Danny Vaughan and Kathleen Vaughan v. Ross Phillips d/b/a Ready-Homes & On-Site Construction--Appeal from 110th District Court of Briscoe County

Annotate this Case
Download PDF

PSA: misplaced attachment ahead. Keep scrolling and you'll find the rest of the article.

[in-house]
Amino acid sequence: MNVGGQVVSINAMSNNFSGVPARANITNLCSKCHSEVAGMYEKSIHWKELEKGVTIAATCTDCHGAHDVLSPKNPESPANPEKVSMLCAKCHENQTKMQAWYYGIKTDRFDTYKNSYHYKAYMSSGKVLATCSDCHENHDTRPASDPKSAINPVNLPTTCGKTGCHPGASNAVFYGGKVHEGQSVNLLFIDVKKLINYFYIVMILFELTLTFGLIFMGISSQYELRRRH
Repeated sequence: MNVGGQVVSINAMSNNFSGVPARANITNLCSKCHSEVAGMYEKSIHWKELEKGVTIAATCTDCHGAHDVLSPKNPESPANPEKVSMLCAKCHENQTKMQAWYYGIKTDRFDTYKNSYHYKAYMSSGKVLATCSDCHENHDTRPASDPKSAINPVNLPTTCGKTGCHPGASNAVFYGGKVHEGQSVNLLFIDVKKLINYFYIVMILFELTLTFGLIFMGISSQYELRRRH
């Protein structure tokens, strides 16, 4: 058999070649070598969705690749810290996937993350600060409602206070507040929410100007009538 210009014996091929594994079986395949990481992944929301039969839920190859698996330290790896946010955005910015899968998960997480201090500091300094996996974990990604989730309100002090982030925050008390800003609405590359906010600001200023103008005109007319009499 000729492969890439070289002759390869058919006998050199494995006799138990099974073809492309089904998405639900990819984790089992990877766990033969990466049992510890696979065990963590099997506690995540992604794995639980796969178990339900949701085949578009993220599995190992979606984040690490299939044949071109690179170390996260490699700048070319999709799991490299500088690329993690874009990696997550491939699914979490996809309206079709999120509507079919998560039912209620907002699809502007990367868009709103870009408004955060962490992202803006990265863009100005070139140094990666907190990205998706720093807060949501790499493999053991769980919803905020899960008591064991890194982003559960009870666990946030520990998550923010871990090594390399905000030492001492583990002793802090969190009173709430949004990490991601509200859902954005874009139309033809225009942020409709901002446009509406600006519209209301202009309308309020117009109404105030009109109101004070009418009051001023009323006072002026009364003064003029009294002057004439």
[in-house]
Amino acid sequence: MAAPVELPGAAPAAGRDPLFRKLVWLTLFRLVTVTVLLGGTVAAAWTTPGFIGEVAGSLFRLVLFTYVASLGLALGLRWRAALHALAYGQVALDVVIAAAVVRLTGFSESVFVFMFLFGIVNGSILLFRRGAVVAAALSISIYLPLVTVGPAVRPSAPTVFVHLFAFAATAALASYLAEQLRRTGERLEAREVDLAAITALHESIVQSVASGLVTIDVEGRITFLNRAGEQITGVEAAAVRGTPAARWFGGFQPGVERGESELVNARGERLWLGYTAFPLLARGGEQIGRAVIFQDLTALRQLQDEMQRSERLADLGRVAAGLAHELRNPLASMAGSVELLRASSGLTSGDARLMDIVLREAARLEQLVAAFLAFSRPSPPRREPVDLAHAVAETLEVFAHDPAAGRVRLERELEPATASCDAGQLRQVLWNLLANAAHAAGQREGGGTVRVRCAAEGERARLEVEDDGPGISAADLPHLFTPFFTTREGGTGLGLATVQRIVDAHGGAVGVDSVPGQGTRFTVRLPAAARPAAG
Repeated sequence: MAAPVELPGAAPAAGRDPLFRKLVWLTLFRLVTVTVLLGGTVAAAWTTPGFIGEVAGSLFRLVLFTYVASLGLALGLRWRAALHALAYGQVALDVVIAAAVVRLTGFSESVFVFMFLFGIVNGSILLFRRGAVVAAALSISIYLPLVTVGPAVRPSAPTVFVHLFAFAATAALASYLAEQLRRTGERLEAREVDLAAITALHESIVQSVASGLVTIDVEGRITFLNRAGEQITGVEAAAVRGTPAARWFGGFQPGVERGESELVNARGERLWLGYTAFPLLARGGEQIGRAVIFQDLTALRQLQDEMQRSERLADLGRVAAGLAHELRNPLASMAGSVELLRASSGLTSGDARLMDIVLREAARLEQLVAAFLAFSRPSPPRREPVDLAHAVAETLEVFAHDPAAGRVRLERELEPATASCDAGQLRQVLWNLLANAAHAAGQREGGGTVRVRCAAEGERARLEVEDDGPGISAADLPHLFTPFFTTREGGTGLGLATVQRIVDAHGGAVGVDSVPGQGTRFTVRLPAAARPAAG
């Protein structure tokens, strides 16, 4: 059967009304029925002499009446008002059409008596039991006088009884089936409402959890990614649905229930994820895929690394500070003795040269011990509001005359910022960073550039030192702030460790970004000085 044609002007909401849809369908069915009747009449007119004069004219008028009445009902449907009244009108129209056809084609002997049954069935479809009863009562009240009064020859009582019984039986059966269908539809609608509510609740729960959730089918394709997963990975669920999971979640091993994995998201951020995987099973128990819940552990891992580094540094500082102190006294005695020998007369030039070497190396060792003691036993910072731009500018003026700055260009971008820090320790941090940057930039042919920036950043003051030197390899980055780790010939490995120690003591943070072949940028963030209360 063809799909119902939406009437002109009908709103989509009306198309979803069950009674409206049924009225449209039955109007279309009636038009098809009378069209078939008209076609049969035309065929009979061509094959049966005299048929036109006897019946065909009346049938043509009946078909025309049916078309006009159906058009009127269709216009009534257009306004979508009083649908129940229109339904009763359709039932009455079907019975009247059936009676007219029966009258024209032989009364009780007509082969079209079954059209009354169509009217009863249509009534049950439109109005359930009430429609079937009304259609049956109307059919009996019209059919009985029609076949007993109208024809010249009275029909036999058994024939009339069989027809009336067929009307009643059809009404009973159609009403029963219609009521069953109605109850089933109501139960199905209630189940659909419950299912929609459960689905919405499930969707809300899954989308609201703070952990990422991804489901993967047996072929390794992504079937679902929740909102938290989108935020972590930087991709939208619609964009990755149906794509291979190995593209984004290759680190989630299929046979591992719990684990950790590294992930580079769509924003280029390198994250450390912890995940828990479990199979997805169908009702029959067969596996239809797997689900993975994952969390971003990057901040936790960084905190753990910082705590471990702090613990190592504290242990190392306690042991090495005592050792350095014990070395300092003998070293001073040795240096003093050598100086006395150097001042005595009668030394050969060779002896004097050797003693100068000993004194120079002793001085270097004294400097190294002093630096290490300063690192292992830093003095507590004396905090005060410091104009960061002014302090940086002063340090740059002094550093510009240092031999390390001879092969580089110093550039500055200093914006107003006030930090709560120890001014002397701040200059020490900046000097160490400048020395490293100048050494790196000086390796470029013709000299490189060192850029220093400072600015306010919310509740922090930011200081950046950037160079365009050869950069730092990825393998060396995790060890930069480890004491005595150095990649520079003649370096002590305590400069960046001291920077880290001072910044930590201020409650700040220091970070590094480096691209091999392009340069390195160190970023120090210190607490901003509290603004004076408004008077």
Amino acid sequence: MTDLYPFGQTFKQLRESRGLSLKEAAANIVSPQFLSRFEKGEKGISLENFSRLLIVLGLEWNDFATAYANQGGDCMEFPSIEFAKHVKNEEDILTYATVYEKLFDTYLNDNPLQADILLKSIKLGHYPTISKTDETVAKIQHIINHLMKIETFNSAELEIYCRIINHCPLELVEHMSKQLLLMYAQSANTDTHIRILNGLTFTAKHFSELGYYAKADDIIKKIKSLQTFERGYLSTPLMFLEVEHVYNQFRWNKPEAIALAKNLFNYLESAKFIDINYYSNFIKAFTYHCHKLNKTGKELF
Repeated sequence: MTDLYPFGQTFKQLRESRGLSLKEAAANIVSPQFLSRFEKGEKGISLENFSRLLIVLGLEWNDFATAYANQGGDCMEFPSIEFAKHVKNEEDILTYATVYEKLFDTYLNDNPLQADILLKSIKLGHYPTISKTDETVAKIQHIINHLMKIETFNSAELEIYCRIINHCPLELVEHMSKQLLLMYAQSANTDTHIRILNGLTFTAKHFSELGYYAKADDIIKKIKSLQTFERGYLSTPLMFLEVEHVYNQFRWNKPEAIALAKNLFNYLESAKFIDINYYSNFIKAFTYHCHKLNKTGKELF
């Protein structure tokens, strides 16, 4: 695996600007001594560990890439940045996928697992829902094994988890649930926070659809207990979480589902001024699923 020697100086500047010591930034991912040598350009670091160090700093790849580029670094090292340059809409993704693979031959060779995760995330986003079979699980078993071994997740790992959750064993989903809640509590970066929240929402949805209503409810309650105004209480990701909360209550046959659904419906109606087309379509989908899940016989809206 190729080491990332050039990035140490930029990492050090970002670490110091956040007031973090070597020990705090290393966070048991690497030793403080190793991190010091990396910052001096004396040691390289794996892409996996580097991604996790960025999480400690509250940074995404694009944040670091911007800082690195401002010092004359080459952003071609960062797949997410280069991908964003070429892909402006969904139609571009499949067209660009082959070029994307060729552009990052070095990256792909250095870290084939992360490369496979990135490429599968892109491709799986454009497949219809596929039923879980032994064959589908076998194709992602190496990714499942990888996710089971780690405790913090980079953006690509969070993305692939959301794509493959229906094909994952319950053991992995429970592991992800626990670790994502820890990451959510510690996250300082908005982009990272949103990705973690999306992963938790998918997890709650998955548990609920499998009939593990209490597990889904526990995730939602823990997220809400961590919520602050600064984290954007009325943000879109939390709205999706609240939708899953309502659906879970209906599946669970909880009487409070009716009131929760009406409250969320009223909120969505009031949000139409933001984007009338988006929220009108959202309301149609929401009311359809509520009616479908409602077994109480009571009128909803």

NO. 07-06-0208-CV IN THE COURT OF APPEALS FOR THE SEVENTH DISTRICT OF TEXAS AT AMARILLO PANEL D APRIL 30, 2008 ______________________________ DANNY VAUGHAN AND KATHLEEN VAUGHAN, Appellants v. ROSS PHILLIPS d/b/a READY-BUILT HOMES AND ON-SITE CONSTRUCTION, Appellee _________________________________ FROM THE 110TH DISTRICT COURT OF BRISCOE COUNTY; NO. 3100; HON. JOHN R. HOLLUMS, PRESIDING _________________________ Memorandum Opinion ________________________ Before QUINN, C.J., and CAMPBELL and PIRTLE, JJ. This lawsuit involves the construction of a pre-built home by Ross Phillips /d/b/a Ready-Built Homes and On-Site Construction (Phillips) for Danny and Kathleen Vaughan (the Vaughans).1 When the Vaughans failed to pay Phillips the remainder due under the contract, he filed a lien against the property and sued for breach of contract. The 1 The m ajority of the hom e was assem bled at Phillips’ work site and then m oved to property owned in the country by the Vaughans where it was com pleted. Vaughans counterclaimed alleging that Phillips failed to build and complete the home in a good and workmanlike manner. Upon trial by a jury, judgment was entered effectively denying all litigants the recovery of monetary damages.2 Both the Vaughans and Phillips perfected an appeal. We reverse and remand in part and affirm in part. Vaughans’ Appeal Issue One The Vaughans initially contend that the jury’s answer to jury question two should be disregarded. That question pertained to the identity of the litigant who first breached the contract. The Vaughans believe that the answer should be disregarded because their opponent judicially admitted, via his pleadings, that their breach occurred after his. We overrule the issue. Through jury issue one of the charge, the trial court asked the jury to determine who breached the construction contract. The choices given were Danny Vaughan, Kathleen Vaughan, and Phillips; furthermore, all three were found to have materially breached the agreement. Via the next question, the jury was asked to identify who materially breached first. It found that both Vaughans did. This answer should be disregarded, according to the Vaughans, because Phillips represented, in his live pleading that 1) “[o]n September 23, 2004, the Vaughans informed [him] that they would not allow [him] to continue construction,” 2) he “fully performed his obligations under the Contract to the extent allowed by” the Vaughans, and 3) “the Vaughans prevented [his] completion of his work . . . by locking [him and his contractors] out” and representing that “no other work would be 2 The Vaughans were awarded an offset in the am ount of $51,680 against what they owed to Phillips. 2 allowed by Phillips on the Houses.” These averments purportedly constituted a judicial admission that the Vaughans did not breach the agreement until September 23, 2004, which date allegedly fell after the July 2004 conversation wherein Phillips stated that he was ceasing work. That factual statements uttered in pleadings may constitute judicial admissions is beyond doubt. See Horizon/CMS Healthcare Corp. v. Auld, 34 S.W.3d 887, 905 (Tex. 2000) (defining judicial admission as including factual statements in pleadings). Yet, to be such an admission, the utterance must be clear, deliberate, and unequivocal. Id. If so, then the admission pretermits the introduction of contrary evidence and relieves the jury from having to address whether the admitted fact actually arose or occurred. Id. With that in mind, we turn to the wording at issue and immediately note that it says nothing about anyone breaching the contract first. Nor do the words suggest the absence of any other breach committed by the Vaughans before September 23, 2004; indeed, any suggestion to the contrary would be quickly dispelled by Phillips’ earlier averment regarding their failure to make payments per the agreement. And, this allegation about payment is of import given Phillips’ characterization of the breach as encompassing both his inability to continue due to their action and their non-payment. So, when taken in context, we cannot say that the allegations considered to be admissions by the Vaughans clearly, deliberately and unequivocally illustrate that Phillips breached the contract first. So, those allegations did not bar the trial court from submitting question two to the jury. 3 Issue Two Next, the Vaughans contend the trial court erred in denying them attorney’s fees. They believed themselves entitled to same under §38.001 of the Civil Practice and Remedies Code and §53.156 of the Property Code. We overrule the issue. As suggested by the Vaughans, a prevailing party may indeed recover attorney’s fees under §38.001 of the Civil Practice and Remedies Code when suing upon a contract. TEX . CIV. PRAC . & REM . CODE ANN . §38.001(8) (Vernon 1997). And, they did allege causes of action against Phillips sounding in contract. However, the jury awarded them no damages, and this is fatal to their issue. Green International v. Solis, 951 S.W.2d 384, 390 (Tex. 1997) (requiring the recovery of damages as a prerequisite to the recovery of attorney’s fees under §38.001). And, we reject their proposition that because they need not pay Phillips the remainder of the contract price they were effectively awarded damages. The two are just not the same thing; escaping liability differs from obtaining affirmative monetary relief. As for the request implicating the Property Code, §53.156 states that in a case to foreclose on a lien or to declare a lien invalid, “the court may award costs and reasonable attorney’s fees as are equitable and just.” TEX . PROP. CODE ANN . §53.156 (Vernon 2007) (emphasis added). By use of the word “may,” however, the legislature made the award discretionary on the part of the trial court; simply put, it need not award costs of fees even to a prevailing party. Texas Wood Mill Cabinets, Inc. v. Butler, 117 S.W.3d 98, 107 (Tex. App.–Tyler 2003, no pet.); World Help v. Leisure Lifestyles, Inc., 977 S.W.2d 662, 685 (Tex. App.–Fort Worth 1998, pet. denied). Given this, we cannot say that the trial court 4 erred in denying the Vaughans such fees at bar, especially since the jury found that they had indeed breached their contract with Phillips. Issue Three Finally, the Vaughans argue that the trial court erred in failing to submit a question to the jury on detrimental reliance as an independent basis for recovering damages. We overrule the issue. Noticeably absent from the Vaughans’ argument is citation to authority indicating that detrimental reliance is an independent cause of action entitling one to damages. This is especially troublesome because detrimental reliance normally does not constitute an independent cause of action entitling one to monetary recovery. See University of Texas Sys. v. Courtney, 946 S.W.2d 464, 468 (Tex. App.–Fort Worth 1997, writ denied) (stating that detrimental reliance is not an independent tort). Rather, authorities treat it as an equivalent to contractual promissory estoppel, id., or as an element of promissory estoppel. Ludman v. Pacific Southwest Bank, F.S.B., No. 05-96-01128-CV, 1998 Tex. App. LEXIS 7516 (Tex. App.–Dallas 1998, no pet.) (not designated for publication). Moreover, the Vaughans did not seek the submission of a question on promissory estoppel. Consequently, we cannot say that the trial court erred in submitting the question. Phillips’ Appeal Issue One In the first of two issues, Phillips contended that the jury’s answer to a subsection of Question No. 4 lacked evidentiary support, and because it did, the ultimate answer provided by the jury was similarly deficient. We sustain the issue. 5 Through question four, the jury was asked to assess the amount of money that would compensate Phillips for the damages suffered from the Vaughans’ breach of contract. Among the various indicia it was directed to consider in arriving at the sum was a provision asking the factfinder to determine the “reasonable and necessary cost of complet[ing]” the construction project. The jurors found that sum to be $51,680. Phillips questioned that finding since, in his view, no evidence appears of record illustrating that the work and charges upon which the sum was based were reasonable and necessary. Completion costs must be reasonable and necessary to be recoverable. Mustang Pipeline Co. v. Driver Pipeline Co., 134 S.W.2d 195, 200 (Tex. 2004). Furthermore, evidence of what one paid or was charged to complete a project is no evidence that either the payment or charge was reasonable and necessary. Id. at 200-201. And, therein lies the problem here. The Vaughans proffered evidence that another contractor would charge them approximately $75,000 to repair the deficiencies in construction and complete the project. Yet, whether those charges were “reasonable” went undeveloped. The contractor did not so testify; nor did anyone else familiar with the repairs purportedly needed to be done. Again, the Vaughans merely tendered evidence of what one contractor would charge them. And, if Mustang Pipeline is to be followed, we cannot but conclude that such information constitutes no evidence of reasonableness. On the other hand, we cannot agree with Phillips’ proposition that he proved as a matter of law that the reasonable and necessary expense of completion equaled $2500. This is so because testimony appears of record illustrating that the work contemplated in deriving that sum omitted other work thought necessary by other witnesses. For instance, 6 witness Tillery opined that the home’s foundation had to be repaired as well, but that task was omitted from the $2500 estimate provided by Phillips.3 Thus, the jury was free to reject that sum as being indicative of the reasonable and necessary cost of completion. Given that one of the several elements upon which the jury’s answer to question four depended lacked evidentiary support, we must conclude that the ultimate answer was similarly deficient. And, because no evidence appears of record which would entitle us to determine the accurate sum as a matter of law, we have no choice but to remand the topic. So too must the issue of breach be remanded given that liability was disputed. TEX . R. APP. P. 44.1(b) (stating that an appellate court cannot remand solely on the issue of unliquidated damages if liability was disputed). Issue Two Through his second issue, Phillips contends that the trial court erred in denying him attorney’s fees. Yet, in view of the record before us, we cannot say that he prevailed on any claim entitling him to such fees at this point. Consequently, we overrule the issue. We reverse those portions of the judgment denying Phillips recovery against the Vaughans for breach of contract and according the Vaughans an offset of $51,680, remand the issues of whether the Vaughans breached the contract and the damages arising from the breach to the trial court, and affirm the remainder of the judgment. Brian Quinn Chief Justice 3 W hile Tillery m ay not have been an “expert,” as argued at trial, one need not always be an expert to proffer relevant inform ation about the necessity of house repairs. McGalliard v. Kuhlmann, 722 S.W .2d 694, 697 (Tex. 1986). 7